Plans by a private Chinese group to revive the multi-billion dollar Oakajee port project add a new twist to a 45-year saga.
LIMITED: Geraldton port has little capacity to grow beyond current annual volumes of 16mt. Photo: midwestports.com.au
Mark Beyer email@example.com
A NEW deepwater port has long been considered the key to open- ing up the development of Western Australia’s Mid West.
The area holds vast deposits of iron ore and other minerals, but is serviced by a single port heavily constrained by its location next to Geraldton’s city centre and unable to accept large Cape-class vessels.
Oakajee, a windswept spot about 20 kilometres north of Geraldton, was identified as the preferred site for a new port back in 1972.
One year later, the Labor government led by premier John Tonkin struck a deal with the first of many companies hoping to open up the region’s iron ore reserves.
The Iron Ore (Murchison) Authorisation Agreement Act 1973 was designed to help the now long-forgotten Northern Mining Corporation develop a new port- and-rail link to planned iron ore mines.
The state agreement subsequently passed to Kingstream Steel, which spent all of the 1990s working on its plans for a steel mill. Chaired by Ken Court, brother of then WA premier Richard Court, and led by chief executive Nick Zuks, Kingstream had backing from Taiwan’s An Feng Steel Co.
It initially intended to develop a small-scale project that would use the existing Geraldton port, but was urged to think big and pursue a larger project that would underpin development of the new port at Oakajee.
\While the ambitious proposal initially raised hopes in the region, the 1997 Asian Financial Crisis and resultant collapse in steel prices doomed the project as An Feng reined-in its growth plans.
Kingstream went into administration in 2001 but re-emerged two years later after a major financial restructuring as Midwest Corporation.
Midwest and Murchison Metals, which was founded in 1997, were some of the Perth-based ASX stocks that rode the iron ore boom during the 2000s.
Each had ambitious plans – Midwest wanted to develop the giant Weld Range deposit, while Murchison sought to develop the Jack Hills mine. The key problem for both projects was their remote location, more than 500km from the coast.
However, that issue was overcome as both companies gained heavyweight backing in the midst of the China-fuelled iron ore boom. Japan’s Mitsubishi Corporation partnered with Murchison, and China’s Sinosteel Corporation outlaid $1.2 billion to take over Midwest Corp in 2007.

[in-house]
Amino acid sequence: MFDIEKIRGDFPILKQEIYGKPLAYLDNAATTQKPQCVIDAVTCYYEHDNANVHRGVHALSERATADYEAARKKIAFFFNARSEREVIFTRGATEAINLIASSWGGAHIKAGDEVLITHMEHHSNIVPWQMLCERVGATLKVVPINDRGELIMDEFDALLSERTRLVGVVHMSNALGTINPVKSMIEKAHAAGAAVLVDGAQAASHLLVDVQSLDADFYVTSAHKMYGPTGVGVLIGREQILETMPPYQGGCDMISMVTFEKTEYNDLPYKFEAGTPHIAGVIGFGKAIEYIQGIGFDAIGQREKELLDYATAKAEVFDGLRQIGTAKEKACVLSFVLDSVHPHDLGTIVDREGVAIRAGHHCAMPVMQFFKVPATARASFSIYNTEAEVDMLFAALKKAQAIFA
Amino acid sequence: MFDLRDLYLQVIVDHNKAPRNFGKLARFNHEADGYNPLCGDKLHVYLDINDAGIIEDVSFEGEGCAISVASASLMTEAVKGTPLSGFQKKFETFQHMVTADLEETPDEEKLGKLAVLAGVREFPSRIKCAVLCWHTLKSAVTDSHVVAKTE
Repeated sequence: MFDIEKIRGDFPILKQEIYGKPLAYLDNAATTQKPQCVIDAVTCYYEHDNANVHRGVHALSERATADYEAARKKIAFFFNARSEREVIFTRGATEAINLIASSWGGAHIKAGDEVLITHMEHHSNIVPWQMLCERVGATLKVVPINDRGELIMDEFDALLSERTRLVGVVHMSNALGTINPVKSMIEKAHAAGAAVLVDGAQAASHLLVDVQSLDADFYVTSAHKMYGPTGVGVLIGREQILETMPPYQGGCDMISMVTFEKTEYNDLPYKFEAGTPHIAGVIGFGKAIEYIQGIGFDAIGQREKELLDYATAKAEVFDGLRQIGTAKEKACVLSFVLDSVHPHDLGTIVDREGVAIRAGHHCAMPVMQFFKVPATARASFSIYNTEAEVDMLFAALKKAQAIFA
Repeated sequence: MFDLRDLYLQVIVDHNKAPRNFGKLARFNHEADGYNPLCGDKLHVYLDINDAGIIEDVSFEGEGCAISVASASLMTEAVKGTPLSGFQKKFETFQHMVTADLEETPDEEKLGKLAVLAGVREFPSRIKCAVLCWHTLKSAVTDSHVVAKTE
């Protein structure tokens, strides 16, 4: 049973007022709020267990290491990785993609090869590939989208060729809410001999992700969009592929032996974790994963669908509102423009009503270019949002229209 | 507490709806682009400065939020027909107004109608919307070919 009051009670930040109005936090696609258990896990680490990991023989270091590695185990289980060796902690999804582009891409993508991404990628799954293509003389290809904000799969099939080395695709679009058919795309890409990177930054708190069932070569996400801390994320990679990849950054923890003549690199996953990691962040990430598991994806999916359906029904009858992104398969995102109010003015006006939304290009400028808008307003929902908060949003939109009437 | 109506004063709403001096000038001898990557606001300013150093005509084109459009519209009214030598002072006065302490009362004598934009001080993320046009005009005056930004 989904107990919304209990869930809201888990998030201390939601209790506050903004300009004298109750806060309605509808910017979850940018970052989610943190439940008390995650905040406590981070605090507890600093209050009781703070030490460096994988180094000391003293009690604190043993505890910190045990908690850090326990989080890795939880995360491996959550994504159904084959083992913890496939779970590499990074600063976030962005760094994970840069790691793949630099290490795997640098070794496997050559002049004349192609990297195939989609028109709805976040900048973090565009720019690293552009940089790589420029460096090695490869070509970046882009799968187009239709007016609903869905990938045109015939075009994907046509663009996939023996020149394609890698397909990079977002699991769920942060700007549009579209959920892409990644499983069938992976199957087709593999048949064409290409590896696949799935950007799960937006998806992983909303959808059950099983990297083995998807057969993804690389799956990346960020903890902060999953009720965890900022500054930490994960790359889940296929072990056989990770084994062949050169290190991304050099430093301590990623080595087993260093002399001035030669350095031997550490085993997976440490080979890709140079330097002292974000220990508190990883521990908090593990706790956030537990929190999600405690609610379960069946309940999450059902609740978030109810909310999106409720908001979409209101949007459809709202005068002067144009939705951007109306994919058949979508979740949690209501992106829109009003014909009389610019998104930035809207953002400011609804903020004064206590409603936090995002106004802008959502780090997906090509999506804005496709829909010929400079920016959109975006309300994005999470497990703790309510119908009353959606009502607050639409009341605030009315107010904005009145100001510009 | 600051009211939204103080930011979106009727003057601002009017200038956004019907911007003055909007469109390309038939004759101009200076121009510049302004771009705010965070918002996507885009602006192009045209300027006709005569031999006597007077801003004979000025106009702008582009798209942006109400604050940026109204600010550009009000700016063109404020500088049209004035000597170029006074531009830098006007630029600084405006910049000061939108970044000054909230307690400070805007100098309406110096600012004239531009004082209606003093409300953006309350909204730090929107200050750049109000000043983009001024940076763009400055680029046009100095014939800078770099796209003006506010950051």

This takeover arguably signalled the high point of ‘China Inc’ paying too much for Australian assets during the boom years.
Around the same time, another Chinese steelmaker, Ansteel, was partnering with ASX-listed Gindablie Metals to build the $3 billion Karara iron ore project, inland from Geraldton.
In addition, there were several other groups seeking to develop smaller iron ore projects in the region.
Collectively, these projects were capable of producing more than 50 million tonnes of iron ore per year. That’s well above the capacity of Geraldton port, which handled 15.9mt of goods in the year to June 2018, including 12mt of iron ore. The solution was Oakajee.
At the peak of the boom in 2007, two consortia were competing to develop the new port and associated rail lines.
Their backers added a geopolitical overtone to the commercial bidding.
Yilgarn Infrastructure was backed by Chinese interests and was closely aligned with Sinosteel Midwest.
At one stage it claimed the 1973 state agreement, still held by Midwest, gave it the right to develop Oakajee, but that idea was quickly shot down by the state government, which said the agreement was well past its use-by date.
Japan’s Mitsubishi was backing the competing Oakajee Port and Rail consortium.
In July 2008, the Labor government of Alan Carpenter selected OPR as its preferred proponent to develop Oakajee.
The early signs were promising. In mid-2009, Ansteel said it planned to investigate the viability of a steel mill at Oakajee.
In early 2010, Sinosteel Midwest, Gindalbie Metals and Crosslands Resources – a joint venture between Murchison Metals and Mitsubishi – were selected as potential foundation customers of the port.
However, planning for the port ran up against multiple challenges.